Fig. 3
figure 3

Etiologies of intrahepatic and extrahepatic cholestasis of inherited or secondary causes. dis: disorders

Etiologies of inherited bilirubin metabolism disorders causing indirect hyperbilirubinemia

Disturbances in the bilirubin metabolisms result in accumulation of bilirubin in the liver and blood, and consequently cause hyperbilirubinemia detected by routine serum biochemistry test, or called jaundice clinically. Gilbert syndrome is a benign clinical condition usually present mild intermittent jaundice in children or adult. TA repeat polymorphism (UGT1A1*28) in the promoter of UGT1A1 gene is the most commonly affected region. Gilbert syndrome can be identified in the general population, and many are identified by blood test of a health exam [35].

Crigler-Najjar syndrome is also cause by mutations in the UGT1A1 gene. Type I is a rare autosomal recessive disorder with complete loss of enzymatic function that cause extremely high bilirubin levels (above 20 mg/dL) and may lead to encephalopathy due to kernicterus. Treatments include phototherapy, exchange transfusion, or liver transplantation. Crigler-Najjar syndrome Type II manifests medium levels of hyperbilirubinemia (around 5–20 mg/dL), with retention of some enzymatic activity. Phenobarbital can be used intermittently to reduce bilirubin levels below 10-15 mg/dL.

Genetic variations in the UGT1A1 gene, especially 211 G to A (G71R in exon 1) mutation, as well as variations in the glucose-6-phosphate dehydrogenase (G6PD) and OATP2 genes, also contribute to the occurrence of neonatal jaundice and breast-feeding jaundice [36,37,38]. Homozygous 211 G to A mutation has been reported to be associated with severe neonatal jaundice.

Etiologies of inherited cholestasis causing direct hyperbilirubinemia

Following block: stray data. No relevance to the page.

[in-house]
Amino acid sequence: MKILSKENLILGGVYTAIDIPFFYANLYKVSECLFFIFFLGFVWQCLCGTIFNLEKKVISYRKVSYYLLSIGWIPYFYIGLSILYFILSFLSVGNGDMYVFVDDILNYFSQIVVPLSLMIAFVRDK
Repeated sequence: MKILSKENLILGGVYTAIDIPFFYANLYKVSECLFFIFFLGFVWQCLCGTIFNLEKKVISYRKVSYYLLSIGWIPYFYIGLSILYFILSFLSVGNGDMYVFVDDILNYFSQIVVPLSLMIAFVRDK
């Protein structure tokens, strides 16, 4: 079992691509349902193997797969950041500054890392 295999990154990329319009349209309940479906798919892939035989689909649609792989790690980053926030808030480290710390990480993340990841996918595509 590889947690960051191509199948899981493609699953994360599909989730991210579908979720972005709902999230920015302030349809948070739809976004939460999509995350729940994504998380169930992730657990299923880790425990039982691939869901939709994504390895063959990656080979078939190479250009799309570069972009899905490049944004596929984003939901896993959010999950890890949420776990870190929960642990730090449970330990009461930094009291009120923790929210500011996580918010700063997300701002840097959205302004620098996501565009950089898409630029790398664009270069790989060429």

Inherited cholestatic liver diseases may manifest early in life. The presenting age ranges from infancy to young adulthood. In the last 20 years, there has been tremendous progress in understanding the genetic background of cholestatic liver disease [39,40,41,42,43]. Table 1 lists the categories and genes involved in inherited genetic disorders. Up to now, more than 100 inherited diseases are identified to cause cholestatic liver diseases with the initial presentation of jaundice. Some disorders may be associated with congenital anomalies or with multiple organ involvement. We have previously investigated the genetic background of pediatric patients in Taiwan with BSEP, FIC1, MDR3 defects [44,45,46,47]. We have also reported adaptive changes of hepatocyte transporters associated with obstructive cholestasis in biliary atresia, an important extrahepatic cholestatic liver disease with common symptom of prolonged neonatal jaundice [48, 49]. The distribution of disease types in Taiwanese infants with intrahepatic cholestatic liver diseases is shown in Fig. 4.

Table 1 Differential diagnosis of jaundice caused by primary or secondary intrahepatic liver diseases
Fig. 4
figure 4

Distributions of final diagnosis of intrahepatic cholestasis in infancy in 135 Taiwanese infants 2000–2012. (Adapted from Lu FT et al., J Pediatr Gastroenterol Nutr 2014;59: 695–701). ALG, Alagille syndrome; GGT, gamma-glutamyl transpeptidase; IEBAM, inborn error of bile acid metabolism; NH, neonatal hepatitis; NICCD, neonatal intrahepatic cholestasis caused by citrin deficiency; PFIC, progressive familial intrahepatic cholestasis